The Federal Reserve Bank of Minneapolis hosted its second symposium on its #EndingTBTF initiative on May 16, 2016. The initiative, launched by Reserve Bank President Neel Kashkari in February 2016, seeks to create an actionable plan to end the problem of too big to fail banks (see Banking and Finance Law Daily, Feb. 17, 2016).
The second symposium focused on proposals that seek to address the TBTF problem in two ways: taxing leverage in the financial system and enhancements/alternatives to resolution under the Dodd-Frank Act. Presenters included John H. Cochrane of Stanford University and John Bovenzi of the Bipartisan Policy Center.
Taxing leverage. In the panel discussion on “Taxing leverage in the financial system,” Thomas Philippon, Professor of Finance at the NYU Stern School of Business, gave a presentation that called for narrow banking where deposits are fully backed by the Treasury Department and credit is totally equity financed. The presentation also called for a tax on short- term debt through the use of Pigouvian taxes, which are similar to “sin taxes” imposed on tobacco products and alcohol.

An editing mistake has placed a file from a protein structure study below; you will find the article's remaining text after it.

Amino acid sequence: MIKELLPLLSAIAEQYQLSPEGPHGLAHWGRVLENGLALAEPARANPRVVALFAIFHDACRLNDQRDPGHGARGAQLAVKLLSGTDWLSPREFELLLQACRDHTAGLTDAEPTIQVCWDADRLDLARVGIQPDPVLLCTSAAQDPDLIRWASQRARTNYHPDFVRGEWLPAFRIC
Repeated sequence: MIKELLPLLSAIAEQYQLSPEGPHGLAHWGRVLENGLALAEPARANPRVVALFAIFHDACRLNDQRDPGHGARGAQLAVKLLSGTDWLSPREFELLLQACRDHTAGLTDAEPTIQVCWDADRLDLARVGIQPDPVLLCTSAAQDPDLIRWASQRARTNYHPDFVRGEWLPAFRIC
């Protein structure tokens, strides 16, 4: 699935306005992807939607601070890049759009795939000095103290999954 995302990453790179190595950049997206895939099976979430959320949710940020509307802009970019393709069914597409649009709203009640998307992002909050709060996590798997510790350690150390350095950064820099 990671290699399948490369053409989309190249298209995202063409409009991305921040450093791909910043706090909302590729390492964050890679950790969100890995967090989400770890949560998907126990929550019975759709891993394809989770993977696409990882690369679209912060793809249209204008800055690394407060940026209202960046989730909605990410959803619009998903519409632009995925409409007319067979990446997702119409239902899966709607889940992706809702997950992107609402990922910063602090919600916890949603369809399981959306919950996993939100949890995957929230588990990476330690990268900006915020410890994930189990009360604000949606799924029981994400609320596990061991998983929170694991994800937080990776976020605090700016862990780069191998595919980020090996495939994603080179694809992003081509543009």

Alternative resolution frameworks. The second panel discussion, which was led by John Bovenzi, explored alternatives to the Dodd-Frank Act’s resolution framework.
A presentation by Bovenzi noted that there were six major developments that provide reasons for optimism in ending TBTF, but that the Federal Deposit Insurance Corporation, the Federal Reserve Board, and the banking industry need to “stay the course;” and the FDIC and Fed need to provide greater clarity and transparency. These two requirements include, among other things, follow through on the living will process and the Fed clarifying its role as a lender of last resort.
The second presentation in the panel discussion was provided by Richard J. Herring, Jacob Safra Professor of International Banking and Professor of Finance, Wharton School, University of Pennsylvania. Herring’s presentation focused on the need for government authorities to have viable alternative to bailouts. He highlighted the issues that arose following the failure of Lehman Brothers in 2008, the steps taken by the G-20 nations to address the failure of systemically important banks, and how the United States is addressing the issue through the enactment of the Dodd-Frank Act.
Companies: Bipartisan Policy Center
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